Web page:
Soylent: Is it Really Food?

Meals. They are necessary, can be fun and nutritious at times, and sometimes enjoyable even. But they can also be a pain in the neck, messy, time consuming, expensive and not very tasty. I am one of those folks who likes to lean toward fast and convenient when it come to my meals, but for me fast and convenient usually means unhealthy, which is why I set out to find a solution. Of course, I had an ulterior motive to disrupting my dietary routine. I was traveling East to visit family in New York and waned to drop 7 - 10 pounds before I went. I needed a sustainable crash diet without adding too much to my exercise routine, so I decided to give Soylent a try.Soylent

First a little background. I tried Soylent a few years ago when it first came out. It was pretty simple: you made up a batch of the mixture, using the Soylent powder along with a small vial vegetable oil ( I guess this was to satisfy the human body's fat requirement). I was provided a nifty plastic jug that help roughly a day's worth of the mixture. That jug sat in the fridge waiting for consumption. Easy, convenient and no mess. The Soylent guys had accidentally invented a replaceable nutrient formula while working on a software start-up. They were running low on their initial seed round cash and needed sustenance to get them through the last few months of their product development. Very Silicon Valley. Anyway, they researched what exactly the human body needed, and engineered a powdered formula, that when mixed with water (and a little oil) yielded a complete dietary supplement. I imagined it to be a hi-tech version of astronaut food or camping food: freeze dried and yucky. But is wasn't yucky, it just wasn't very tasty and I didn't make it through my fist box of around 35 meals. But, in the last year I have been keeping tabs on Soylent and saw that they were offering up new products (pre-mixed 8 ounce bottles) and new flavors like Cacao and Strawberry. It was time for a second attempt.

Days 1 - 5

For the first few days I carefully measured out each one of my 'meals', which was 1/3 a cup of powder mixed with 3/4 a cup of water. There is no vial of oil for formula version 1.9. At 400 calories per serving, I was able to maintain a pretty manageable program of 2 cups of black coffee in the early morning, followed by meals at 10am, 2pm and 6pm. Sometimes I had a 4th meal during the course of a day, depending on hunger and exercise, and ate a handful of protein (chopped up chicken breast) a few times. All told, these first 5 days went fine and I had dropped three pounds. I consumed no alcohol during these first 5 days, and began to feel the onset of ketosis around day 5.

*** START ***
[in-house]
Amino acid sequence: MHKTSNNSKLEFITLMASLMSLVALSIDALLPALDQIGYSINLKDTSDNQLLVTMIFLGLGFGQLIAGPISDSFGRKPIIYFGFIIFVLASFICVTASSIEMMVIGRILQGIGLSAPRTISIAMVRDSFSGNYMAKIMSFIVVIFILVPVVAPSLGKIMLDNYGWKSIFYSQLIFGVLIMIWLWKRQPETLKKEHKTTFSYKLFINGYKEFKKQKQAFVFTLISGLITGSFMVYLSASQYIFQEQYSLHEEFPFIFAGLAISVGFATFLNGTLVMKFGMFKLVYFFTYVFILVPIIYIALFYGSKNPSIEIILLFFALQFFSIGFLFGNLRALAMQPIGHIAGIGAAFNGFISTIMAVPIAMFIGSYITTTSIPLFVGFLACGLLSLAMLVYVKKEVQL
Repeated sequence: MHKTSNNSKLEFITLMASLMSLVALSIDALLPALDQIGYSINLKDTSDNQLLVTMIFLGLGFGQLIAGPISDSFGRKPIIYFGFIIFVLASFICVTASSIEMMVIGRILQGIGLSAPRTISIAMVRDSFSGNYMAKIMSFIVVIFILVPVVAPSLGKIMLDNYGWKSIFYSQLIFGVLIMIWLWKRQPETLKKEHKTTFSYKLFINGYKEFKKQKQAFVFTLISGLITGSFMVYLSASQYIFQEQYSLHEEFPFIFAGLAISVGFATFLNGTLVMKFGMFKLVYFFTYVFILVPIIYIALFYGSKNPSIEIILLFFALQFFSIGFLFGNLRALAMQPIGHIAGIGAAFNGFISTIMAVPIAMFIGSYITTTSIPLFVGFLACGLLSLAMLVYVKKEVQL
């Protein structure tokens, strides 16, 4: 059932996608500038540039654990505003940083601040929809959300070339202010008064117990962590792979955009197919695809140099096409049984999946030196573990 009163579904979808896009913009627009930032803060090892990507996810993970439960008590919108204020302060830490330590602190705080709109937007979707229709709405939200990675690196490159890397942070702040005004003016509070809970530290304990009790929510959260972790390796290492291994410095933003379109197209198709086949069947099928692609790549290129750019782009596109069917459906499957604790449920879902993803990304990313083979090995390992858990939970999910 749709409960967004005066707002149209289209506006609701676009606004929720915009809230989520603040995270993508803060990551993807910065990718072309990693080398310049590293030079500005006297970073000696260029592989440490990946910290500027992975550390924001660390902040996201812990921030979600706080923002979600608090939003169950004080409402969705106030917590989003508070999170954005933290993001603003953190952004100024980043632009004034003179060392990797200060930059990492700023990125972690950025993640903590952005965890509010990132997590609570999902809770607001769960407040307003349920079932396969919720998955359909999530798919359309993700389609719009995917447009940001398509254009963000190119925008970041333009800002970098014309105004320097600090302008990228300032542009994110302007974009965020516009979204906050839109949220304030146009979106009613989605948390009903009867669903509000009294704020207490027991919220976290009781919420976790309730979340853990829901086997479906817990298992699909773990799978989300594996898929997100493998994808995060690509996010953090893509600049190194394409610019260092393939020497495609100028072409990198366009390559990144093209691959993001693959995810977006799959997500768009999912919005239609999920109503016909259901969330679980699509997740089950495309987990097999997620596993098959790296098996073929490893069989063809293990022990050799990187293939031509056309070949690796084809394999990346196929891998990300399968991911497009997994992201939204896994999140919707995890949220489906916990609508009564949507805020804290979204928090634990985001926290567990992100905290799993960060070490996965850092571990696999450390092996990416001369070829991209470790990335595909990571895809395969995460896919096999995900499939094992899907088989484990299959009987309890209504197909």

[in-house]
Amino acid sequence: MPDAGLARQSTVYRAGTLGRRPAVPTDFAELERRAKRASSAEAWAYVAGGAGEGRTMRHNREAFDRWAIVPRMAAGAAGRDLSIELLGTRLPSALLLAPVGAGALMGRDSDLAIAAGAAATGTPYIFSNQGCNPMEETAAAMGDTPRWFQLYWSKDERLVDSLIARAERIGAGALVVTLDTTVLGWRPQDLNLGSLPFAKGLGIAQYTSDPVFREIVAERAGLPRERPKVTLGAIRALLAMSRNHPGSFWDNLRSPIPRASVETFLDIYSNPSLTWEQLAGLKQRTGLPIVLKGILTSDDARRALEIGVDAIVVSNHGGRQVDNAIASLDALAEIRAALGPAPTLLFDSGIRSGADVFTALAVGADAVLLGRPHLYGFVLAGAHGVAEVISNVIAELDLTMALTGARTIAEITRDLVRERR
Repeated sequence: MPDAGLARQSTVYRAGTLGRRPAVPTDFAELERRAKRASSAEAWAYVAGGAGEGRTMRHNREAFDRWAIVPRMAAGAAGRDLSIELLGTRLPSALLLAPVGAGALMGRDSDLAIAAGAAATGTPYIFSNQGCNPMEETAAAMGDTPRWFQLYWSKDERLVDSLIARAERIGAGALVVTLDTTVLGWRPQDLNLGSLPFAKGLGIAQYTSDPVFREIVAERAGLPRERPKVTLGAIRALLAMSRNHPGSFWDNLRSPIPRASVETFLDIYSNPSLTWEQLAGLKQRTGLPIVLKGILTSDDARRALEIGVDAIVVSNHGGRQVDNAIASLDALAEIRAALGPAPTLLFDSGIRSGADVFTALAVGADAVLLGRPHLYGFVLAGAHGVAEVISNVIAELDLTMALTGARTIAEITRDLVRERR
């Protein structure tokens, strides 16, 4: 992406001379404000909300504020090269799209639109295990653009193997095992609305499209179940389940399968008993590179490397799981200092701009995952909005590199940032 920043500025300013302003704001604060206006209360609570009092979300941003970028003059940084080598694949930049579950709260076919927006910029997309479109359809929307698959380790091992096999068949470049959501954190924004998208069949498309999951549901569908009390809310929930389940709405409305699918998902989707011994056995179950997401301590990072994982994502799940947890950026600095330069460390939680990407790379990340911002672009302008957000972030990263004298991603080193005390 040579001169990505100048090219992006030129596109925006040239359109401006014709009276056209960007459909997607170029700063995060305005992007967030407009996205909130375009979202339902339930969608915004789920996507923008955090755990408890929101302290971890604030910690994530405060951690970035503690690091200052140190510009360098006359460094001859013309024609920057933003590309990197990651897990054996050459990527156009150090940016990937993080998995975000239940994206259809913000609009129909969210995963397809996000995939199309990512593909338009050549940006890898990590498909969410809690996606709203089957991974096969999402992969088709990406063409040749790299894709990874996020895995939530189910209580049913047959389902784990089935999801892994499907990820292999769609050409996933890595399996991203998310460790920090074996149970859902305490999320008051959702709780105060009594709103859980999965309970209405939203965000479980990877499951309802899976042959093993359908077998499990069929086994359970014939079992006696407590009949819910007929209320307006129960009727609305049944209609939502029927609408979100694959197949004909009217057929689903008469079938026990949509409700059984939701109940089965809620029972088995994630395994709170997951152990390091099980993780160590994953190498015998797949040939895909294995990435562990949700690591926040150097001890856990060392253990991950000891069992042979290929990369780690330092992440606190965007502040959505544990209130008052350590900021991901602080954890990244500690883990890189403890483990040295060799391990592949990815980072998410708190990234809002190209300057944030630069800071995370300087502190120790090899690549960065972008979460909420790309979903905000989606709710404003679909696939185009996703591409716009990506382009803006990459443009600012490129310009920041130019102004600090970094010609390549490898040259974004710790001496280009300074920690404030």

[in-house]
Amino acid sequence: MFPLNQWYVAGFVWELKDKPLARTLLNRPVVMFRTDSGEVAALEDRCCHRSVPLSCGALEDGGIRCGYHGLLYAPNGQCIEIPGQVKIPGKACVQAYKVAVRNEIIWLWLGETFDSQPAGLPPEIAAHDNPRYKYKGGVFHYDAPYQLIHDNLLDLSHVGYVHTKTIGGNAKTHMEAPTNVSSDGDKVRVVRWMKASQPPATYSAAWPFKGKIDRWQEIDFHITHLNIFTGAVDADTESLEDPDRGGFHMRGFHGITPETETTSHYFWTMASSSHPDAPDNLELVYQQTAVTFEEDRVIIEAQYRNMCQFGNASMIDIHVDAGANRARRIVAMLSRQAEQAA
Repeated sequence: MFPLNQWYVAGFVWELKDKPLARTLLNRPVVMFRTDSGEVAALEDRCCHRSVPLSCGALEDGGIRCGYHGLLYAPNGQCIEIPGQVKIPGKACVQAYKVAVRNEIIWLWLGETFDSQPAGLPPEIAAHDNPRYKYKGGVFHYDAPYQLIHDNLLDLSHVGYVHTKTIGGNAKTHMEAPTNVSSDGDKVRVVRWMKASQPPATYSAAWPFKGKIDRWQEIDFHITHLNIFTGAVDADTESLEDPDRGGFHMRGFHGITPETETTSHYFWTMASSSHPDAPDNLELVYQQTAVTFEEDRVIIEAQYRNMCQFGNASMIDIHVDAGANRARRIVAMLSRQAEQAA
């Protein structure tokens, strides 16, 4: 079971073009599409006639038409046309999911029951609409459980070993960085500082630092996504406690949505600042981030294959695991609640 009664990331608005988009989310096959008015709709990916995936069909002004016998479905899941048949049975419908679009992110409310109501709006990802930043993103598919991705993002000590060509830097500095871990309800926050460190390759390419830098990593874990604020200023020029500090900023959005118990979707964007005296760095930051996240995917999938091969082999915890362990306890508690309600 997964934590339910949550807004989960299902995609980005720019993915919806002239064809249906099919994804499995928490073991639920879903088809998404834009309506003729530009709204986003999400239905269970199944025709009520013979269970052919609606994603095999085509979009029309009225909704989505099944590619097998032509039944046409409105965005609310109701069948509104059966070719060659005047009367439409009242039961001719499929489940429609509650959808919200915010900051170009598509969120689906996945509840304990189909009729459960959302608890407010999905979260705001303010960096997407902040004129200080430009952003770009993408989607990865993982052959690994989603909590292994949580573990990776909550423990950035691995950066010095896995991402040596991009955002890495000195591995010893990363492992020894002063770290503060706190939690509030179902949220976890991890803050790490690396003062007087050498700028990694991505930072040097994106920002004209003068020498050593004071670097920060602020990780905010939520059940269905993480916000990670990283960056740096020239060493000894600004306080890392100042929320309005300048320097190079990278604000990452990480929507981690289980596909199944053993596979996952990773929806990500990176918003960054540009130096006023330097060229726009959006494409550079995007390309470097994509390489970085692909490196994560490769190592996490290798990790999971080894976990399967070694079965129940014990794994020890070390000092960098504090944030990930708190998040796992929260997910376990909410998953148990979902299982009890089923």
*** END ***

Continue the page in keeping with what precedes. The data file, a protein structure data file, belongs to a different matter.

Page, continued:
Days 6 - 10

I began dispensing with the careful measurements and just started eyeballing the mix. Dump some powder in a glass, fill it with water, stir in some ice (it tastes better chilled), and drink. A meal in about 3 minutes. I was starting to notice that I felt less bloated during this time. I was eating no real food, so I was consuming no extra sodium, which meant I drank less water. My total weight loss by the end of day 10 was about six pounds. As with any diet, much of the success depends on the dieter's ability to fight through the hunger pangs, which I did by staying busy with writing and other work related projects. So far I was pleased with my efforts.

Soylent Ingredients

Day 11 - 14

While consistently fighting off the hunger, I felt good toward the end of my experiment. I had on 'cheated' a few times and had lost some weight. I had four meals a day during these last few days and felt like I could sustain this new diet I had conceived. I drank almost no alcohol during the 14 days, maybe 2 glasses of wine, and I suspect drinking more would mess things up. I believe this won't work for people who drink a glass of a wine a day or even 5 drinks a week.


A Soylent meal contains 20 grams of plant-based protein and I think this works even thought is strays from the dietary guidelines suggested by the US Government. I would recommend at least considering this diet if you don't have the time or patience to prepare healthy meals in your kitchen. I found Soylent to be functional, and even good tasting. As always, do your research and check with your doctor.





Slim-Down Summer Foods

Summer is a great time to diet, because when the mercury rises, your appetite tends to crash. (And of course, seeing yourself in a swimsuit can be all the motivation you need!) Still, at this time of year ice cream cones call your name and BBQs beckon; overdo it with either of these -- or other seasonal treats -- and you’ll enter fall a little, um, fuller-figured. The good news? Plenty of the foods that are prevalent this time of year tantalize your taste buds, offer important nutrients, and help you shed pounds. Here, seven to keep you slim and satisfied.